Difference between a normal hard drive and surveillance hard drive!

Many of you might have a feeling that they can use a normal desk top hard drive for their surveillance needs. They go with this logic thinking that all hard drives are same and operate in a similar manner. But this assumption of them is quite wrong.

Traditional, desktop hard drives are made to operate only for 8 hours a day and 6 days a week. So, the overall work load will be at the most 10%-20% and their performance will be low to moderate. Therefore, they usually exhibit low mean time between failures.

While a surveillance hard drive forms a central component to the digital storage of surveillance video. It can be used in a DVR, NVR, Video Server or a Video Management System in order to work 24 hours a day and 7 days week. These hard drives need to be always active, in order to keep video evidence live.

Generally, a surveillance hard drive usage will be moderate to high and any kind of hard drive disruption will affect multiple users. Therefore, hard drives makers offering such drives will often offer them with high mean time between failure ability. Some hard drive makers like Seagate will also offer a firmware, as a rescue service plan to recover the data from the failed hard drive caused due to mechanical failure or accidental damage.

Therefore, for all your mission critical surveillance needs, please use an exclusive surveillance or enterprise class hard drive. And instead of doing it yourself, it is better to go for a video management system or a video server, offered by reputed data storage vendors like DNF Security. These vendors use certified hard drives and other hardware components to drive their appliances. Therefore, factors such as reliability, scalability can be optimized to the fullest with these appliances. If it is a small scale video surveillance need and involves few numbers of analog cameras, then it is better to go for a DVR embedded with a surveillance hard drive.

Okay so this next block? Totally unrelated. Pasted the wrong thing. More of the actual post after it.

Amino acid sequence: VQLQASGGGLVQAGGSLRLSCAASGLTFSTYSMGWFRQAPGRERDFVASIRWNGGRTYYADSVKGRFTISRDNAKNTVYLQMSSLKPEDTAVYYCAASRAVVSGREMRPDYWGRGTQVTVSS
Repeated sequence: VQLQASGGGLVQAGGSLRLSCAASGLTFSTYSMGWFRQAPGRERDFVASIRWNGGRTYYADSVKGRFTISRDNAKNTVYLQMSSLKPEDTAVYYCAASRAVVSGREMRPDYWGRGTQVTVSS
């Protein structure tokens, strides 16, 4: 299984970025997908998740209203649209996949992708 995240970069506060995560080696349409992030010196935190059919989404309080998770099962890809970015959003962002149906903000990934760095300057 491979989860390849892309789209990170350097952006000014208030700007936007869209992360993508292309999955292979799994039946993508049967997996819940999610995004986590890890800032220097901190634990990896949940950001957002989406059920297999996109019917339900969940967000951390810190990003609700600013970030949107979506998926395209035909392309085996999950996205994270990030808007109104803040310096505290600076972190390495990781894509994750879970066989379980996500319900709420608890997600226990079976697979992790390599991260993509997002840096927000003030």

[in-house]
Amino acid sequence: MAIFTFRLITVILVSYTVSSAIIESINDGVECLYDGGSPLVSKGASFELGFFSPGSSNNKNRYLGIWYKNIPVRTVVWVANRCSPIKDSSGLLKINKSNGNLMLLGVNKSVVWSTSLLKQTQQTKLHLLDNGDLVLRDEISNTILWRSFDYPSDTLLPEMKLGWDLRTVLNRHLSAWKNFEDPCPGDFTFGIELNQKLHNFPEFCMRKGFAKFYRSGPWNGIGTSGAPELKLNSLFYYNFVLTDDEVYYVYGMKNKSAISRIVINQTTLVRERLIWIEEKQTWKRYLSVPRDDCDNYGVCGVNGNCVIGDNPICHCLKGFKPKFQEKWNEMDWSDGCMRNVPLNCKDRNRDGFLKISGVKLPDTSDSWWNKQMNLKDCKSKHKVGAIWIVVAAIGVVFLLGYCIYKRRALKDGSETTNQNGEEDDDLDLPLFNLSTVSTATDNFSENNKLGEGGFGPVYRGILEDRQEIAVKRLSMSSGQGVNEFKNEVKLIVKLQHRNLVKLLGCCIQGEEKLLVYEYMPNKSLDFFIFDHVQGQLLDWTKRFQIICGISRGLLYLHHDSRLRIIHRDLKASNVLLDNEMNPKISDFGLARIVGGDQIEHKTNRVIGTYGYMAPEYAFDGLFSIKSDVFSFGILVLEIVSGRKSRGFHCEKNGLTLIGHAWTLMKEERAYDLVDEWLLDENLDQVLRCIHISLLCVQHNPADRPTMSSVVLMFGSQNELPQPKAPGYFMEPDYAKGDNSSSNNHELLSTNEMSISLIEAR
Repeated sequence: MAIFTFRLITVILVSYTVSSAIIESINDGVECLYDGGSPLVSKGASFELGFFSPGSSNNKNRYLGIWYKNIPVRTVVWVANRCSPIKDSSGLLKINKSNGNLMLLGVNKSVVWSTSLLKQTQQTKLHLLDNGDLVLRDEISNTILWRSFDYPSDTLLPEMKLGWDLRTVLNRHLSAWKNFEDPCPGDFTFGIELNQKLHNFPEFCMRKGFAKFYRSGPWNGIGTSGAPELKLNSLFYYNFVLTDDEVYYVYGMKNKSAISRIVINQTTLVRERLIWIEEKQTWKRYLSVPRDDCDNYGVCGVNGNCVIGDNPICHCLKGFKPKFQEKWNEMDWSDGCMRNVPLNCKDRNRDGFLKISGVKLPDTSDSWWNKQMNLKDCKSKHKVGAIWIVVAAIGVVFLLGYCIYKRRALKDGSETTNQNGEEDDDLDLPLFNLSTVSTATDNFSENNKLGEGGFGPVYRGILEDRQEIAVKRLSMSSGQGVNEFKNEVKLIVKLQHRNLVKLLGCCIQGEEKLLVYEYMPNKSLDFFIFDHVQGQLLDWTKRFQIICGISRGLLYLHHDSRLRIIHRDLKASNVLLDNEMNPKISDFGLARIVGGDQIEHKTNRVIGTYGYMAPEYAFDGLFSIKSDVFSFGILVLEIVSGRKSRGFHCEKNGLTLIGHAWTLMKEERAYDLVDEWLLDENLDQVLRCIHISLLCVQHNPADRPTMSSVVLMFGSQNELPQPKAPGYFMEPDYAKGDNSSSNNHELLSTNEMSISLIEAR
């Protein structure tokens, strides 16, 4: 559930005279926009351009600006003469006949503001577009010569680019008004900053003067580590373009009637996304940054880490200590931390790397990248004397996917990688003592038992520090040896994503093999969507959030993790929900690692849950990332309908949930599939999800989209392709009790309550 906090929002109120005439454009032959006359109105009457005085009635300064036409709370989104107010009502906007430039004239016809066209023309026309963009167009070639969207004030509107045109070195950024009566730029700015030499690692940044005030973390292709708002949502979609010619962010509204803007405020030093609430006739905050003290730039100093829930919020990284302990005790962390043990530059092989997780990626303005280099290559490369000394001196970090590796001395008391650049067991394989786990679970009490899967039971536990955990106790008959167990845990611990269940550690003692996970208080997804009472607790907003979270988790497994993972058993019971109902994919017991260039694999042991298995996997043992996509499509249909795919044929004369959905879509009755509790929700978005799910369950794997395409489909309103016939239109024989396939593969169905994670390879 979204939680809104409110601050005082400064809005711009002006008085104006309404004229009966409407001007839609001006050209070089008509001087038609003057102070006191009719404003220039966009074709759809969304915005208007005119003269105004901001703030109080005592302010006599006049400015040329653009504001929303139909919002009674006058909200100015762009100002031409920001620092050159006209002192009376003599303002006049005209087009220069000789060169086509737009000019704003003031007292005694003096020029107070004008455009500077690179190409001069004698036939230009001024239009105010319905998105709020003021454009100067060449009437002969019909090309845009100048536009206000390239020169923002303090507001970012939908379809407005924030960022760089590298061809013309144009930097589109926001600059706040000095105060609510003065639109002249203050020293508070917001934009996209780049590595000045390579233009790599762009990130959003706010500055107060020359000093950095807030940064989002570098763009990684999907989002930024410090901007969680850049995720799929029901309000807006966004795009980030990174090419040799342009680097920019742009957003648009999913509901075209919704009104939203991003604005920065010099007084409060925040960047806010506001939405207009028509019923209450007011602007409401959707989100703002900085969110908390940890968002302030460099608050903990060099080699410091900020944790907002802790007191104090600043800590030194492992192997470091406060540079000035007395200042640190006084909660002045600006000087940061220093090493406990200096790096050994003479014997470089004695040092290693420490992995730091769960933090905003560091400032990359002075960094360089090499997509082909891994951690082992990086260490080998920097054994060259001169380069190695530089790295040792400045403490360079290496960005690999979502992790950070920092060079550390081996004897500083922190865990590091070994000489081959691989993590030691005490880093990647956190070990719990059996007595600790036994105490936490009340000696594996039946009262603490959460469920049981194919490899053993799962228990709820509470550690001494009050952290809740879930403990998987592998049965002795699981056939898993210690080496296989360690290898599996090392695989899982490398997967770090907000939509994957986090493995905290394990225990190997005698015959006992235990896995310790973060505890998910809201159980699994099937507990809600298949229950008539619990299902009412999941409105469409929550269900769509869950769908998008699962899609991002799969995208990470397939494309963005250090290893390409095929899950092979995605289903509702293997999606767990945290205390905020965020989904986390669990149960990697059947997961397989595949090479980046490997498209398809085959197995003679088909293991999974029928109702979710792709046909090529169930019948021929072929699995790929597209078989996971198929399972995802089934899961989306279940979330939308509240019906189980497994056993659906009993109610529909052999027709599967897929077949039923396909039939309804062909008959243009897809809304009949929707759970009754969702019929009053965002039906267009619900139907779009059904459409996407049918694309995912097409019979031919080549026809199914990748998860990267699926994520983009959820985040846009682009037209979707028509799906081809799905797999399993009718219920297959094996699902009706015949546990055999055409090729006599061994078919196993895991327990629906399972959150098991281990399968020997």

Remember, if you are the user, it is your duty to ask the vendor or installer, regarding the components and hardware used in the surveillance installation. You should insist on a solution, which is highly customizable, scalable, reliable and easy to manage.


  • If the involvement is less than 10-12 cameras, then analog camera installation along with a DVR is recommended.
  • If the installation requires more than 15 cameras, then it is better to go for IP cameras and utilize an NVR. This offers a good scope to upgrade in future.
  • If the installation involves large number of analog and IP cameras, it is better to use a hybrid NVR, which can entertain analog and network camera recording.
  • For all large scale installations taking place in public places like airports, bus transit facilities and such, it is better to go for IP camera installations. But usually, we observe that the IT head carries out the surveillance operations with a mix-up of analog and IP camera involvement.
  • To be specific, almost 4-5 years ago, all large or small scale surveillance installations had analog cameras in place. But due to the development in technology and utmost benefits, a trend for IP cameras is now being observed. Therefore, in order to keep up with the current trend, surveillance managers are either replacing their equipment with IP from analog or trying their best to integrate both technologies with the help of hybrid NVRs and video management systems.


  1. Hi there
    NAS hard drives are more expensive than Surveillance. I have a server in my home that rarely put pressure on its hard drive at a time. But it’s on 24/7. May I ask if the surveillance version is a good choice instead of NAS which is more expensive?
    What is the feature that NAS version has and surveillance doesn’t which make it more expensive? Is it because of the ability to work hard and serve several computers at time? If it’s so since I am the only user of my server I think surveillance version would serve me good. What’s opinion on this?

    Thank you in advance.

  2. I brought wrongly PC based hard disk for Hikvision Net DVR. DVR does not recognize it. Can someone please guide as to how this can be possible. Thank you.

    • You need to find out the lowest to highest capacity that the NVR supports, if it says minimum 1 TB and up to 4 TB and you add a 500 Gb it will not recognize it. Also if you will have the recording 24 HS. a day, consider a WD Purple NV, they are supposed to handle better than Hard drives for computers.

  3. hai i buy hikvision 2mp camera 2.and dvr kit.i nee one tb hard drive .which company hard drive is best to buy please .give right solution to me.by raja.

  4. I just bought an 8 channel Funlux NVR NS-S81A-S for my (currently) 3 camera Funlux system. Now I’m going to buy a surveillance hard drive. Do you need to install an operating system for these hard drives or are they just recognized automatically as the storage device by the NVR? Thanks.

  5. When I worked with VHS tape machines for ATMs (and not that long ago!) there was a similar misunderstanding. Some home users thought they could use a standard machine with a on/off mechanism. No good: Early failure.
    Good article; useful.

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